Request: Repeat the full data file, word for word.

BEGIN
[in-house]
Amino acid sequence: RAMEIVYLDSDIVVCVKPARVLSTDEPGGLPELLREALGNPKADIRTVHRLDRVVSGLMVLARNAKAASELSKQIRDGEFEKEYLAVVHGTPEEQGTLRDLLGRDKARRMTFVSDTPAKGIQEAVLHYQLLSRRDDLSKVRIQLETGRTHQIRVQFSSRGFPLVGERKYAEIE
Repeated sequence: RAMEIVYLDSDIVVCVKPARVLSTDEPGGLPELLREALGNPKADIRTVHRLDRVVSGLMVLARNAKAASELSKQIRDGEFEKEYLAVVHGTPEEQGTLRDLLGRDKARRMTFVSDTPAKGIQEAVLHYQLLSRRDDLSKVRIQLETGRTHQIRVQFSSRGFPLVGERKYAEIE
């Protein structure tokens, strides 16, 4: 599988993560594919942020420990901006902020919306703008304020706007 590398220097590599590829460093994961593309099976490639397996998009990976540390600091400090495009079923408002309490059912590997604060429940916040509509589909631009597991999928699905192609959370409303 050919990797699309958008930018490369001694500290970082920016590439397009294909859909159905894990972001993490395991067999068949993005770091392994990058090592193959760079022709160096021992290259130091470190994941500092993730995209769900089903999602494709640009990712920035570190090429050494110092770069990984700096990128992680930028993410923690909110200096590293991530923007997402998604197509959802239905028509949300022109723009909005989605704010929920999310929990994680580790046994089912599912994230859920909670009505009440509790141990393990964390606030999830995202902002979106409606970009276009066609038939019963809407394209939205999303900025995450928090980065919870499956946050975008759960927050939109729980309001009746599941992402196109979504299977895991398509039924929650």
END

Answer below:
[in-house]
Amino acid sequence: RAMEIVYLDSDIVVCVKPARVLSTDEPGGLPELLREALGNPKADIRTVHRLDRVVSGLMVLARNAKAASELSKQIRDGEFEKEYLAVVHGTPEEQGTLRDLLGRDKARRMTFVSDTPAKGIQEAVLHYQLLSRRDDLSKVRIQLETGRTHQIRVQFSSRGFPLVGERKYAEIE
Repeated sequence: RAMEIVYLDSDIVVCVKPARVLSTDEPGGLPELLREALGNPKADIRTVHRLDRVVSGLMVLARNAKAASELSKQIRDGEFEKEYLAVVHGTPEEQGTLRDLLGRDKARRMTFVSDTPAKGIQEAVLHYQLLSRRDDLSKVRIQLETGRTHQIRVQFSSRGFPLVGERKYAEIE
């Protein structure tokens, strides 16, 4: 599988993560594919942020420990901006902020919306703008304020706007 590398220097590599590829460093994961593309099976490639397996998009990976540390600091400090495009079923408002309490059912590997604060429940916040509509589909631009597991999928699905192609959370409303 050919990797699309958008930018490369001694500290970082920016590439397009294909859909159905894990972001993490395991067999068949993005770091392994990058090592193959760079022709160096021992290259130091470190994941500092993730995209769900089903999602494709640009990712920035570190090429050494110092770069990984700096990128992680930028993410923690909110200096590293991530923007997402998604197509959802239905028509949300022109723009909005989605704010929920999310929990994680580790046994089912599912994230859920909670009505009440509790141990393990964390606030999830995202902002979106409606970009276009066609038939019963809407394209939205999303900025995450928090980065919870499956946050975008759960927050939109729980309001009746599941992402196109979504299977895991398509039924929650």